Judging by the news, most of the north of Scotland is currently on fire. Hyperbole and exaggeration aside, there have been some big fires in the north and the perennial issue of muirburn has reared its head conspicuously on cue yet again. It is interesting how issues relating to wildfire and muirburn are relayed by the media, and there is a good example of wildfire coverage on Radio Scotland’s drive time programme on Tuesday (coverage starts at 37:29), when a variety of opinions were sought on the subject of wildfire, and Simon Thorp of the Heather Trust was included as part of a tie-in to the fact that the muirburn code is due to be reviewed over the coming months.
What struck me most of all during this piece was the level of general misinformation surrounding muirburn. The Radio Scotland reporter Ian McDonald explained that muirburn was an attempt by landowners to burn off moss and weeds which grow up during the winter, and the fireman’s expression “muirburn (as they call it)” spoke volumes about public perceptions of fire as a management tool. (The “us and them” implication here being “Well we do tell them not to do it, but the stubborn bastards just won’t see sense”). When I was involved in a wildfire last year, a fireman asked me why on earth I had lit it. I explained that it was “muirburn” which had got out of control and he simply said “what’s muirburn?”
As I found while trying to publicise the link between conserving black grouse and shooting them, radio interviews are an appallingly brief and ambiguous way of trying to tackle complex issues, and they can hang on a turn of phrase or a throw-away comment which skews the entire balance of the discussion. In two or three days, something more interesting will happen and the eyes of the nation will be diverted elsewhere, but in the meantime, it’s interesting to see the idea of muirburn being used as a political point scoring exercise, here and elsewhere.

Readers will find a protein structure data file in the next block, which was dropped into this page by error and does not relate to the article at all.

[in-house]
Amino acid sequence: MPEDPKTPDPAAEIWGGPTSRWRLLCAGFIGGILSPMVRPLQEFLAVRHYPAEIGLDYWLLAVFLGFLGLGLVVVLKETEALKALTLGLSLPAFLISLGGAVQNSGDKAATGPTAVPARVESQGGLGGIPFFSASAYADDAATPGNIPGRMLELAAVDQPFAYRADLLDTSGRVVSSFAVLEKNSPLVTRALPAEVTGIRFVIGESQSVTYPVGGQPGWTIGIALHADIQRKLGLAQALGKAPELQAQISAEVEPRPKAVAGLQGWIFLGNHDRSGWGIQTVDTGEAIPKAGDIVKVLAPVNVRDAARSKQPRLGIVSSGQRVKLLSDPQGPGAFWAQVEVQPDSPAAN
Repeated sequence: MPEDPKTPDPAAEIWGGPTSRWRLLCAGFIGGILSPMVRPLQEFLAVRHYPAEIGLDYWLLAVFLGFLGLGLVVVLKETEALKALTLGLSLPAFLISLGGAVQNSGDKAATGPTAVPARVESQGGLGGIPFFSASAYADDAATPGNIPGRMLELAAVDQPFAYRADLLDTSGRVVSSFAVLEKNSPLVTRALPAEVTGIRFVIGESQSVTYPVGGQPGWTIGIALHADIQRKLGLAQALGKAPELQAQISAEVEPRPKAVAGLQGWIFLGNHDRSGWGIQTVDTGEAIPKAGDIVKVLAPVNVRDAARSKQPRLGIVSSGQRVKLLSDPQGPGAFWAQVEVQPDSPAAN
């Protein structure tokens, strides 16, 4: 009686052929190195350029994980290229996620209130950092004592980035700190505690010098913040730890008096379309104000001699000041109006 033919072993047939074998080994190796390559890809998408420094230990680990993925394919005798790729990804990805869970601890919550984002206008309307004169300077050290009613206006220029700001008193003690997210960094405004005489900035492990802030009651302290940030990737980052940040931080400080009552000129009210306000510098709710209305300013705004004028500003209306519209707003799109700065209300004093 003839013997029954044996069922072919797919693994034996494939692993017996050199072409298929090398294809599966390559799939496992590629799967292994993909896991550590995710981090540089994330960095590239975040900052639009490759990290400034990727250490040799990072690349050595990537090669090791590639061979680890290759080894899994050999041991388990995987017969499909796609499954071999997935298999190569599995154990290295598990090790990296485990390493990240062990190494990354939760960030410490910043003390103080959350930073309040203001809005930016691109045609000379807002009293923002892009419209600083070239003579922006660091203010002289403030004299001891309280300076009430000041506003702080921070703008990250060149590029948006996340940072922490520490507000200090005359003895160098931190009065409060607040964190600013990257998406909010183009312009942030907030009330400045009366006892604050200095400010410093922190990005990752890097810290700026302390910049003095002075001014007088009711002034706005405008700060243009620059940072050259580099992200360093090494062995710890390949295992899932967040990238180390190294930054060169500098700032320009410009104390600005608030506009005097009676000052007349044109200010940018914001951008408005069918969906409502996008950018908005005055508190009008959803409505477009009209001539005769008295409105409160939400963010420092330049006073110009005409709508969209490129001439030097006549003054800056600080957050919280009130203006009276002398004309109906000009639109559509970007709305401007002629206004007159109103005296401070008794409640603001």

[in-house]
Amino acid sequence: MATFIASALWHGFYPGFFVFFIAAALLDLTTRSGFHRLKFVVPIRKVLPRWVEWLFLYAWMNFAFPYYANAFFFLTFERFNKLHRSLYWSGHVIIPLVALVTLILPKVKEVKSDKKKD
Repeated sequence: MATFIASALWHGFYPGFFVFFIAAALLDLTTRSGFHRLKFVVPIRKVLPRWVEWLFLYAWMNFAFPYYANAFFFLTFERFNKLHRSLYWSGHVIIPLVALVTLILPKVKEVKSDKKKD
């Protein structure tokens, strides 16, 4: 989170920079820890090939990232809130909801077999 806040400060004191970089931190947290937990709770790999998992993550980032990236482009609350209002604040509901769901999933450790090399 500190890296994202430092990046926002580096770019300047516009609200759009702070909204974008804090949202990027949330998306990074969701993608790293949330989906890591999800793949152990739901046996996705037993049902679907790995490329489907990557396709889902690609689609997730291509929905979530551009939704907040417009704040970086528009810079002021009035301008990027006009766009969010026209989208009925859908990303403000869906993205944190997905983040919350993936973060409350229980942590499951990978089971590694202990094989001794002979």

You don’t have to look hard online to see any attempt at burning heather branded as the work of ugly, leering gamekeepers who want nothing more from the world than an opportunity to pull the head off a goshawk. Possible damage done to sensitive blanket bogs as a result of burning becomes re-interpreted as burners gouging out the lifeblood of Carbon loaded peatland. And the most agonising injustice of it all is that the Government appears to be subsidising this crooked, right-wing agenda that ultimately aims to kill every upland bird and replace spring water with claret (or crude oil, or champagne, or whatever it is that rich people supposedly drink. The sweat of the working class).
It is hardly the responsibility of everyone involved in shooting to rally round and defend the worst excesses of the few. My interest in grouse shooting does not require me to stand up for people who, out of their own cussed stupidity, start massive blazes after the fire brigade specifically advised them not to, but I do know enough about wildfire to understand that the issue is a great deal more complicated than simply “naughty people doing silly things”. As much as you can plan a fire so that losing control is extremely unlikely, there is always a possibility that things will not go according to plan. The manner in which you deal with a fire that is deviating from the script is what divides responsible people from careless people. As long as muirburn is a management tool, there will always be danger – it is part of the nature of dealing with fire. But good planning, careful work and the right equipment will ensure that when a fire gets out of hand, it can be brought to heel again with a minimum of fuss.